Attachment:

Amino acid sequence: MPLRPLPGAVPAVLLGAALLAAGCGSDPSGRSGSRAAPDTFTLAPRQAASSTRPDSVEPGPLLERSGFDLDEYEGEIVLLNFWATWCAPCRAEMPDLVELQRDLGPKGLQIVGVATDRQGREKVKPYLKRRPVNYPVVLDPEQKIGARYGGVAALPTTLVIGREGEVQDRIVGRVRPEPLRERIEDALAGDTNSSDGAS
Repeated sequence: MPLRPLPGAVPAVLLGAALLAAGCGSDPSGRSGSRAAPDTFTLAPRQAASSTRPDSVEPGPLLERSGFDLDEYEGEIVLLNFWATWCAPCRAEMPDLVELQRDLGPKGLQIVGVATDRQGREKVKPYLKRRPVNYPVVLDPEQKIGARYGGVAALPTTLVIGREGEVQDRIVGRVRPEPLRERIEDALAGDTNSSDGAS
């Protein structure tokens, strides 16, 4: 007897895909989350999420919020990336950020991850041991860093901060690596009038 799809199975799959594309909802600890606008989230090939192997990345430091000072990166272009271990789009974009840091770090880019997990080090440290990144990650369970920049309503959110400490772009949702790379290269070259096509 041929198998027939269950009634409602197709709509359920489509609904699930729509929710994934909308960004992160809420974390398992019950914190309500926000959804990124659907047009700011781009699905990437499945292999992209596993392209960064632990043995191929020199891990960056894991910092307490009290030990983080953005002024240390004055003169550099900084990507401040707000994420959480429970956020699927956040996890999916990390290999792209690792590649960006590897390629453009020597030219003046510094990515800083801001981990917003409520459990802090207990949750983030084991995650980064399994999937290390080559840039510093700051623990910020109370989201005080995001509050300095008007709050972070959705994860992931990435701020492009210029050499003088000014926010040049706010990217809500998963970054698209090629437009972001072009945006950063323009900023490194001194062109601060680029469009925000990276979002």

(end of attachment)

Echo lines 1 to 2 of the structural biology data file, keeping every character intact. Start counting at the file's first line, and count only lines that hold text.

Amino acid sequence: MPLRPLPGAVPAVLLGAALLAAGCGSDPSGRSGSRAAPDTFTLAPRQAASSTRPDSVEPGPLLERSGFDLDEYEGEIVLLNFWATWCAPCRAEMPDLVELQRDLGPKGLQIVGVATDRQGREKVKPYLKRRPVNYPVVLDPEQKIGARYGGVAALPTTLVIGREGEVQDRIVGRVRPEPLRERIEDALAGDTNSSDGAS
Repeated sequence: MPLRPLPGAVPAVLLGAALLAAGCGSDPSGRSGSRAAPDTFTLAPRQAASSTRPDSVEPGPLLERSGFDLDEYEGEIVLLNFWATWCAPCRAEMPDLVELQRDLGPKGLQIVGVATDRQGREKVKPYLKRRPVNYPVVLDPEQKIGARYGGVAALPTTLVIGREGEVQDRIVGRVRPEPLRERIEDALAGDTNSSDGAS